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Polishing Cases


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Hi guys,

I'm currently working on a project, a Seiko Pogue. I already finished the movement and wanted to restore the case now. So I ordered polishing pads for hand finishing and a polishing machine and polishing wheels for final finish. Also I got 3 polishing pastes. I wanted to try the polishing machine on a watch where it doesn't matter when I ruin it. It had some really light scratches on the caseback, so I wanted to try there. I started with the second paste (for pre-polishing) and it was working okay. I got a lot of really fine scratches, but better than before. So I proceeded with the third paste (for polishing) and it was only making scratches, no mirror finish. I tried different wheels but that didn't changed anything. What am I doing wrong? Too much pressure? The wrong pastes? Wrong polishing Wheels? Also I wondered that the paste was really hard, I expected it to be soft, is that normal?

Here you can see the tools I used: 

 

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This is the polishing paste

 

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the polishing wheels (from Beco)

 

 

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and the polishing machine.

 

 

 

Edited by handwound
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Hi,

I think it’s the type of polishing wheels in my opinion.  You need very fine fibre wheel.   Check ebay.     Also check retro watch guy website as he listed in order what he uses.    

I hope it helps.

Regards,

Yasser.

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Polishing cases is a very big subject; you can do a 6 week course at WOSTEP for many thousands of bucks and still a debutante (well you'd be better than 90% out there but needs thousands in equipment).

 

Without seeing exactly what you're up against it's hard to say. One big thing, when going for a fine (scratchless) polish is cleaning - clean your case ultrasonically and use different buffs for different grits. The buffs don't forget what was there before and you can't clean it off.

 

 

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First of all thanks for your answers.

i know that I‘m not going to be a professional polisher after reading some posts about it, just as I‘m not a watchmaker, despite being able to perform a service and some repairs. I just don’t have the proper education and above all just not the experience. 
 

I just want to improve the condition of the case a bit. I‘ve tried to work with less polishing paste and higher rpm now and the results were a lot better, but I still get some swirling. Also I can’t say what caused the scratches in the beginning, the case was clean, the wheels too. And the scratches were really obvious, not these very fine ones.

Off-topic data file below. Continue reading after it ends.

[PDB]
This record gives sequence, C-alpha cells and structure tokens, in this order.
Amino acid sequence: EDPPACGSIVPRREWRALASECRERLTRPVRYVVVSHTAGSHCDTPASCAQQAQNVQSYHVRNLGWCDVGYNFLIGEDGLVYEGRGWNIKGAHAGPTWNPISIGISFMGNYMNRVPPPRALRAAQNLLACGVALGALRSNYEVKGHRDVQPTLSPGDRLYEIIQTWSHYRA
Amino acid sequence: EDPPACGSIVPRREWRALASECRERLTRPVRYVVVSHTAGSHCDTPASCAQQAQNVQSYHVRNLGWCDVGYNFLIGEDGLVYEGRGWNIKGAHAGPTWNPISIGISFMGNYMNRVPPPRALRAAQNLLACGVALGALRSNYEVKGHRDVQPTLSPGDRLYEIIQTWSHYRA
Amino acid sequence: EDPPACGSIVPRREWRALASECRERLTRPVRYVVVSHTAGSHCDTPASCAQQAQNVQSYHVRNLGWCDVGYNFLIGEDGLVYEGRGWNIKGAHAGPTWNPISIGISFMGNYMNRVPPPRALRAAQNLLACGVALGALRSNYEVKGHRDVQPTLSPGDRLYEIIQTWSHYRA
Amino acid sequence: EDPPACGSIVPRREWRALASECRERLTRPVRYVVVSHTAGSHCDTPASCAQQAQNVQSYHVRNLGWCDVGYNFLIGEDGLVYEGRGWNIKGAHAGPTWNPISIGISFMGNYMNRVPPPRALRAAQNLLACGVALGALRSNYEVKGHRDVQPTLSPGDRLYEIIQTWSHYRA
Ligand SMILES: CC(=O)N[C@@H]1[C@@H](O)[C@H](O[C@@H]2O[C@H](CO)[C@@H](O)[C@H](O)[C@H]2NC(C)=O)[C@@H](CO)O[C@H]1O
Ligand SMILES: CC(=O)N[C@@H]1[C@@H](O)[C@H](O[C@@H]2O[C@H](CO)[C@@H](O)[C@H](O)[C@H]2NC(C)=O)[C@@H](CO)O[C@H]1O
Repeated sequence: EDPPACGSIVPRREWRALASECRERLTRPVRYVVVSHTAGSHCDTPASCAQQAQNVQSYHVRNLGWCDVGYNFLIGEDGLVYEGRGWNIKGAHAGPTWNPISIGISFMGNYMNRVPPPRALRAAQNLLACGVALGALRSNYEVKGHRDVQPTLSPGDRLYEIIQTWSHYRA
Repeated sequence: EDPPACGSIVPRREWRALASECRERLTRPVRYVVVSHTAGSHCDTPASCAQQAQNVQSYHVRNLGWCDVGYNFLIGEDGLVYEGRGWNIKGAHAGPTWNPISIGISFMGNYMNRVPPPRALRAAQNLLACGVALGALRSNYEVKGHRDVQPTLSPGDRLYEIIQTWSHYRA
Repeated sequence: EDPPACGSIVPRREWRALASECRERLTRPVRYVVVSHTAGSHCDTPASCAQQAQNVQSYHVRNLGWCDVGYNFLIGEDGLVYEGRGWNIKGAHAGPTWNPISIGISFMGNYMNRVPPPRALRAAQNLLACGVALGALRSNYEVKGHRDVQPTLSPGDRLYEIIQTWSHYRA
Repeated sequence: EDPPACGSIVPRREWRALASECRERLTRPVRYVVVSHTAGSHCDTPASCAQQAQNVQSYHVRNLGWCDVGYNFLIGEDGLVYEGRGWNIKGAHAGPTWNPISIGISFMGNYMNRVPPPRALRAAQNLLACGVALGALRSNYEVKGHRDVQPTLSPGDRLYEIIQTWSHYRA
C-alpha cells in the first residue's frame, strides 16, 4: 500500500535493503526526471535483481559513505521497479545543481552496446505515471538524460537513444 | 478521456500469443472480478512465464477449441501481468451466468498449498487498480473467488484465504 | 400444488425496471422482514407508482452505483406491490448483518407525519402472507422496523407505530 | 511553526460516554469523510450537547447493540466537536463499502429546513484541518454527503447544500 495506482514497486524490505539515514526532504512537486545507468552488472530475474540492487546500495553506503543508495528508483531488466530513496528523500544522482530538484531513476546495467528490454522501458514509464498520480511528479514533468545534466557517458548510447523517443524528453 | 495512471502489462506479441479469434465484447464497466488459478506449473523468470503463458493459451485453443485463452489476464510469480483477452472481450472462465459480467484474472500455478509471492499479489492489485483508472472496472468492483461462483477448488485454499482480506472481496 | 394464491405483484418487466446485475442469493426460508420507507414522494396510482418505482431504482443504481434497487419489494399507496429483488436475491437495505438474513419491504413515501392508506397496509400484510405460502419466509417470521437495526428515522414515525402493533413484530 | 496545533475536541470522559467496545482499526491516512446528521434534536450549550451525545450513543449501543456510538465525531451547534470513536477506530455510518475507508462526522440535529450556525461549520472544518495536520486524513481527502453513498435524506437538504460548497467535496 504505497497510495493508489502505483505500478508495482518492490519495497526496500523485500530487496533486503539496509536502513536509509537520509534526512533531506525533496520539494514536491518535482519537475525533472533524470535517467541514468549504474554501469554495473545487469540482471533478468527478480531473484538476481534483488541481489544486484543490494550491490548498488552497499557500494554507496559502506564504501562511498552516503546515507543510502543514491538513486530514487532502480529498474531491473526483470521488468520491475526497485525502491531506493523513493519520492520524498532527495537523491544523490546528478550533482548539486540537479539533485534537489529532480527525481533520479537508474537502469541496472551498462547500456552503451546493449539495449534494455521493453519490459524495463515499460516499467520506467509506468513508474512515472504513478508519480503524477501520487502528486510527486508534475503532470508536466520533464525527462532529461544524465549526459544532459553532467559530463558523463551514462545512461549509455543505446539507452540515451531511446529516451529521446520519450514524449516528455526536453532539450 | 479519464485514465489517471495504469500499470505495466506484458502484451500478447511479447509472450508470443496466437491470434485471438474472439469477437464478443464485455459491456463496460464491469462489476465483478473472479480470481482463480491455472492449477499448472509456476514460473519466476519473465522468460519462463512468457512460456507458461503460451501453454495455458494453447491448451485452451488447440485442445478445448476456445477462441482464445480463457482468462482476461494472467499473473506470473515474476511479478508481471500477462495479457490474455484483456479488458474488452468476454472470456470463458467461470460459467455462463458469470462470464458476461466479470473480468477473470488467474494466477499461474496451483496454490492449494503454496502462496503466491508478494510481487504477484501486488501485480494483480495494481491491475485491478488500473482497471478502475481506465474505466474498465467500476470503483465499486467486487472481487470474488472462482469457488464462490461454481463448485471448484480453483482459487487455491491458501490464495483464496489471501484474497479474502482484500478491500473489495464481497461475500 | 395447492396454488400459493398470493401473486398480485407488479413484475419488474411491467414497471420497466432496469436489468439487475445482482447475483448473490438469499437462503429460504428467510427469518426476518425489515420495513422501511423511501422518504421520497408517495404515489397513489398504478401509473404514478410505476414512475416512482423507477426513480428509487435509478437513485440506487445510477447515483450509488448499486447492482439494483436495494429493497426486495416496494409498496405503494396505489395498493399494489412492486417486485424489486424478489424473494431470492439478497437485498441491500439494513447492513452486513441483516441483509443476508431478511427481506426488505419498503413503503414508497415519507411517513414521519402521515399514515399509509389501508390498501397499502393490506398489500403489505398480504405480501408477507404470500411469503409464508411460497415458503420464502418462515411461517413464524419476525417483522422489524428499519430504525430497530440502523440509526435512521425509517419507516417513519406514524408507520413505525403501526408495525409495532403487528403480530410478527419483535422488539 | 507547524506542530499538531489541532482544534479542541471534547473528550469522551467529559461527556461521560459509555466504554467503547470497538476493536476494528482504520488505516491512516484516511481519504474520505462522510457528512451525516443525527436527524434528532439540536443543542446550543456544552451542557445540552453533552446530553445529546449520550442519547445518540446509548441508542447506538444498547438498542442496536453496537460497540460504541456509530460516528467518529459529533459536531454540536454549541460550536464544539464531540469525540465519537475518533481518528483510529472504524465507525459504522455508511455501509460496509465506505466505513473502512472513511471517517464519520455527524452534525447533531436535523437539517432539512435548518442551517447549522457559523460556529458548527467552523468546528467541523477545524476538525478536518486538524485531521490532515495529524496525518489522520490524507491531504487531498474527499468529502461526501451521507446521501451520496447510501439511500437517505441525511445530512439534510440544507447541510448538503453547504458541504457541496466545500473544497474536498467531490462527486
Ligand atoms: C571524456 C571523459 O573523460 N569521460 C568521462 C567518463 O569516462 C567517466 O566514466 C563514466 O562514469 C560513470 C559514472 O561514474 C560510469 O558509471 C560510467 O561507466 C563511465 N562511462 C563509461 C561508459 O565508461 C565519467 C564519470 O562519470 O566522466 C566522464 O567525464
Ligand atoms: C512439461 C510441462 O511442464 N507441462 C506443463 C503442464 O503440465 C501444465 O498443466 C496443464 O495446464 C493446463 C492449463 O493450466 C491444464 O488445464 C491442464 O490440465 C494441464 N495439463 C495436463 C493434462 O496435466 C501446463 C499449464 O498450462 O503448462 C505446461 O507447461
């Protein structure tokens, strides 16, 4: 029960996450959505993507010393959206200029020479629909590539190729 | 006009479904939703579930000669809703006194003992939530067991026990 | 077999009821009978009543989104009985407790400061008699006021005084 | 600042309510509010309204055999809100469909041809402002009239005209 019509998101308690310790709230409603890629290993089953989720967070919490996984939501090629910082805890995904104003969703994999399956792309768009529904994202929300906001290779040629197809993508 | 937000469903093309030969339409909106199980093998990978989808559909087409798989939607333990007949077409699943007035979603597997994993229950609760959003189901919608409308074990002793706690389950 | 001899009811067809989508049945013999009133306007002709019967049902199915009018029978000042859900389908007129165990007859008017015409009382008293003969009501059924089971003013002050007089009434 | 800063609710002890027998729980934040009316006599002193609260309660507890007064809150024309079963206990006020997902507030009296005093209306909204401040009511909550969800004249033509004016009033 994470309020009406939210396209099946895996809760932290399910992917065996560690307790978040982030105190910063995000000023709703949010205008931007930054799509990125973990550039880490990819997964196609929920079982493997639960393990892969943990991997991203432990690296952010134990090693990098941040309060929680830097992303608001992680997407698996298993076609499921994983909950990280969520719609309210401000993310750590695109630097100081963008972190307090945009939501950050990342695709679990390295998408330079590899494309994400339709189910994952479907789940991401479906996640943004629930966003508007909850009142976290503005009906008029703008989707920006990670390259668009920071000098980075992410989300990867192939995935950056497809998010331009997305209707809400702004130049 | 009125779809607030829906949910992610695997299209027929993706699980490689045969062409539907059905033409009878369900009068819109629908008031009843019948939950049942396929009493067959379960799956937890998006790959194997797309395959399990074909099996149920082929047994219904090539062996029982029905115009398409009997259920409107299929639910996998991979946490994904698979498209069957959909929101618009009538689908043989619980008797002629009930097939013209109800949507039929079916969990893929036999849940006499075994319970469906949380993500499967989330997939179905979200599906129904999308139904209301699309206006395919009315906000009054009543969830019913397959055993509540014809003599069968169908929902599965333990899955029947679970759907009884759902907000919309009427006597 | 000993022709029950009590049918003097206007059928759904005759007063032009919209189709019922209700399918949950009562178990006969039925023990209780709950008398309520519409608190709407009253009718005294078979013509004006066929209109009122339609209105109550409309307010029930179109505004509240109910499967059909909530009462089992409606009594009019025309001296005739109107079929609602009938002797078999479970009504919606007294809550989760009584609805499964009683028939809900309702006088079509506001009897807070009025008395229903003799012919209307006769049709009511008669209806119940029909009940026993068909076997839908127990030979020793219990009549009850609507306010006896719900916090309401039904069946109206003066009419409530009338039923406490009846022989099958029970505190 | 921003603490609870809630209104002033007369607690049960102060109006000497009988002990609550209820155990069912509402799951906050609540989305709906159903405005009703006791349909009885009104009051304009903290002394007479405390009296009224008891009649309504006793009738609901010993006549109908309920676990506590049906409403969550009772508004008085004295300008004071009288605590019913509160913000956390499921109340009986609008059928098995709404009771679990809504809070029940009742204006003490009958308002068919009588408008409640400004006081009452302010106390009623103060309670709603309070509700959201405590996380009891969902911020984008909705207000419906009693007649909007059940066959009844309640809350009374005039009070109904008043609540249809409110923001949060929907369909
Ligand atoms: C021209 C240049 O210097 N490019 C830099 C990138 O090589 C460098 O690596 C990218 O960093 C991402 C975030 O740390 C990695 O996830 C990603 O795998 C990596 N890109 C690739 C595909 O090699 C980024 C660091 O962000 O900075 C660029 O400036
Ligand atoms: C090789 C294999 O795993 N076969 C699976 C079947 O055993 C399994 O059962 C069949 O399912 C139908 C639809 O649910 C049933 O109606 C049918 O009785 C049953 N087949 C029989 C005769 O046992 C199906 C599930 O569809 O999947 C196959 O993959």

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The polishing machine you have is a dental laboratory/jeweller's micromotor. When I polish metal with a handpiece, I prefer to start with silicone wheels.

Silicone wheels come in different diameters, shapes and grits. The coarse grits can remove deep scratches and can even round off edges if not used properly. They can give a nice brushed finish. 

Medium grits give a nice satin finish. For final polishing, I use a hard felt wheel with polishing compound. But mostly I prefer to switch to a bench polisher with a larger diameter felt wheel or muslin wheel.

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Posted (edited)

Yes, I chose one with handpiece because I don’t have the space for a bench polisher and I thought it would give me more precision with the smaller wheels.

I will remove the deep scratches by filing the case by hand, I will use the polisher just for the final touch. Otherwise I would be scared to lose the edges. So I don’t really need to use a silicone wheel.

Edited by handwound
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It's a mix of equipment and technique.

For getting a finish free of microscratches on stainless steel, I use loose 4" cotton wheels and the Menzerna family of compounds. I step down from blue (if needed) to pink to yellow to white. In between each step, clean the case with a steamer or an ultrasonic cleaner. You can get true mirror polishing, with no swirls or scratches under a 10x loupe and raking light, this way.

An underappreciated side of this level of polishing is contamination. Different grits shouldn't be used on the same wheel, or course, but think also about your fingers, how the piece is cleaned and wiped down, and so on. A fine finish will be scratched if a piece is wiped or dried with something that has old compound residue on it.

 

 

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